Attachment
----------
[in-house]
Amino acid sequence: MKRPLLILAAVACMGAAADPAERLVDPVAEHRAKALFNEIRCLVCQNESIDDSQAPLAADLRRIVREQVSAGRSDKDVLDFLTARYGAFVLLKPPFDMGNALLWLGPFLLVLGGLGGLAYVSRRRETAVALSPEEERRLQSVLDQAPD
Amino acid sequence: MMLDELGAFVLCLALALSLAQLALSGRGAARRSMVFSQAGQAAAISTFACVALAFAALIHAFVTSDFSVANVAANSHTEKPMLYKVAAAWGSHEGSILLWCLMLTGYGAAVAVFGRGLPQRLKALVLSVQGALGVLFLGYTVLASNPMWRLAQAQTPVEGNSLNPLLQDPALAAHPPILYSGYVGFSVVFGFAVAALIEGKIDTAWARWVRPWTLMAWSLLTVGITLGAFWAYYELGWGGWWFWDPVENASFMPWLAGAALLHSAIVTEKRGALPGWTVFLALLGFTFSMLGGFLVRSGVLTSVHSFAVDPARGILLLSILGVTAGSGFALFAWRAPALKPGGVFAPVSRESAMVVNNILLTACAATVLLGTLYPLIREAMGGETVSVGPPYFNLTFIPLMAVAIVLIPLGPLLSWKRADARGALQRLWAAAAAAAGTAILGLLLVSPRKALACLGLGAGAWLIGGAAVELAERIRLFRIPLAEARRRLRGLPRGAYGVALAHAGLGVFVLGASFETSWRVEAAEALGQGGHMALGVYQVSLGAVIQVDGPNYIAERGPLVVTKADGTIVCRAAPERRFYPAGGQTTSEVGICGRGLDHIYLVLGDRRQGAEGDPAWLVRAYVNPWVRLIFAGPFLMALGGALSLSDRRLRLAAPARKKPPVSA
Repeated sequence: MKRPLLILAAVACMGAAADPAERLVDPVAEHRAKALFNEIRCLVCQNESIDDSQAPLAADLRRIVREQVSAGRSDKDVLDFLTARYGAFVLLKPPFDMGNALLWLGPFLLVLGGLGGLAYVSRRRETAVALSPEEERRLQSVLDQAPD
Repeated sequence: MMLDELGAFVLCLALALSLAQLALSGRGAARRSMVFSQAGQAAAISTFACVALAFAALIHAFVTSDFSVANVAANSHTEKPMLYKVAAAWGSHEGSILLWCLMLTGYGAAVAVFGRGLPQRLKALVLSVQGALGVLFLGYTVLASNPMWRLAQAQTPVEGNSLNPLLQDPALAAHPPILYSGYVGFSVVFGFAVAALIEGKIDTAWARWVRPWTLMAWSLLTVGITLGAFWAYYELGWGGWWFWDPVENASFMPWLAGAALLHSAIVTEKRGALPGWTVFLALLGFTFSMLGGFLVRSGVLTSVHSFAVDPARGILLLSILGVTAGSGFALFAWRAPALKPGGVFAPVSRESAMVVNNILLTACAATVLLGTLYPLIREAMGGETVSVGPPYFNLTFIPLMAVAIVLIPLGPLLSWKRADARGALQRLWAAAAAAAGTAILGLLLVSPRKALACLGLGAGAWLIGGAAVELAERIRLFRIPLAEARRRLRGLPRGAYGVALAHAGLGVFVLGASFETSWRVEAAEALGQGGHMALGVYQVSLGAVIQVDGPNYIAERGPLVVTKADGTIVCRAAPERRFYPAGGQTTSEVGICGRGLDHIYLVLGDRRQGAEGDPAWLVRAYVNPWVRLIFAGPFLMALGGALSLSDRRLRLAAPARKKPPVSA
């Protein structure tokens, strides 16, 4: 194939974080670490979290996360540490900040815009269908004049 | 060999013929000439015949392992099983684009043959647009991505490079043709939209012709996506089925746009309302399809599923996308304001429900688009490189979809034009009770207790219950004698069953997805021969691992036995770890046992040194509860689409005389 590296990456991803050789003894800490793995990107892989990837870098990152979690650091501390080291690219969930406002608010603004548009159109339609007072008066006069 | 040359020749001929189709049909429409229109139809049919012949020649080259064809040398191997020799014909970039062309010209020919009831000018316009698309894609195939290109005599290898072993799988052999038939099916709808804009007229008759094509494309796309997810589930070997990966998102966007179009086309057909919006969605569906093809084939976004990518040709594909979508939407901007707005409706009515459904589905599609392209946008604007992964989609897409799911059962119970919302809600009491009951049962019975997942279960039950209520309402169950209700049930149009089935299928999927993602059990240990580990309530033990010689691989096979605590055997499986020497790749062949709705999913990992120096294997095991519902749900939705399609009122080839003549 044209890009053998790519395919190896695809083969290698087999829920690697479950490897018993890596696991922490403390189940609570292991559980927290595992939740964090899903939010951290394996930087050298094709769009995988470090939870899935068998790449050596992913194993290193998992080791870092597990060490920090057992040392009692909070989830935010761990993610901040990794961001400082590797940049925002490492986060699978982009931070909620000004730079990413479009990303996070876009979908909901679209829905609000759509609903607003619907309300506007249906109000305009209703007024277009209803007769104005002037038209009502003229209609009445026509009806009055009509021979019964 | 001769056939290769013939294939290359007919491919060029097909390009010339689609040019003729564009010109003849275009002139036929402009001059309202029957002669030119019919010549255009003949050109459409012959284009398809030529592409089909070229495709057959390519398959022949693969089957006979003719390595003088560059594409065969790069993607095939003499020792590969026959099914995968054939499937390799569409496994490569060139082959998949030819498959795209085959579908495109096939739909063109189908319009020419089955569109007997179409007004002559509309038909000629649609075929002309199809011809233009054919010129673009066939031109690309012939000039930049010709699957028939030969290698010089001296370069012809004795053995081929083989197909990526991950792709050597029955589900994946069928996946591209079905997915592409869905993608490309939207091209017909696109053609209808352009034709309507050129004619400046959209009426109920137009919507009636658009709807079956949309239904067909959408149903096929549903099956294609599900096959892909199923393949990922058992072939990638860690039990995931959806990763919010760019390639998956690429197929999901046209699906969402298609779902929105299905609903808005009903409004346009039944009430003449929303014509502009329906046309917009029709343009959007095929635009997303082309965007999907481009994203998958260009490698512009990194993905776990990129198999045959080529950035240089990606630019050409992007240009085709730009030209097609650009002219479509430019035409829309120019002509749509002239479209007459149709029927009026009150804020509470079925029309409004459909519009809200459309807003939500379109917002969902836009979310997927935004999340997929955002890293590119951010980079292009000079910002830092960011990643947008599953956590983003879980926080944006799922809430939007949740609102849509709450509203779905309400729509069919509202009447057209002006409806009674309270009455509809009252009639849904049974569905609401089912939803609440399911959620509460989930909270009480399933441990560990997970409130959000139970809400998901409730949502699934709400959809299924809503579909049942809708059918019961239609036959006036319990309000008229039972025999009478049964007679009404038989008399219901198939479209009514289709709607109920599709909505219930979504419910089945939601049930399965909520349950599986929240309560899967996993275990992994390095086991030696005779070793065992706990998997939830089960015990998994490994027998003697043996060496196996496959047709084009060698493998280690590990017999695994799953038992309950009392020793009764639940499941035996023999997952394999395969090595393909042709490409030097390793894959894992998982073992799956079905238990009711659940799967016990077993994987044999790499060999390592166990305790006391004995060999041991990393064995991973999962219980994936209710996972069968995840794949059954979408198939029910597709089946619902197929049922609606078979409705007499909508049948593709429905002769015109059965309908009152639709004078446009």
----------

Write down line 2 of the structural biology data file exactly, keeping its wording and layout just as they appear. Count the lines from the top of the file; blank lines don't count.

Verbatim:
Amino acid sequence: MKRPLLILAAVACMGAAADPAERLVDPVAEHRAKALFNEIRCLVCQNESIDDSQAPLAADLRRIVREQVSAGRSDKDVLDFLTARYGAFVLLKPPFDMGNALLWLGPFLLVLGGLGGLAYVSRRRETAVALSPEEERRLQSVLDQAPD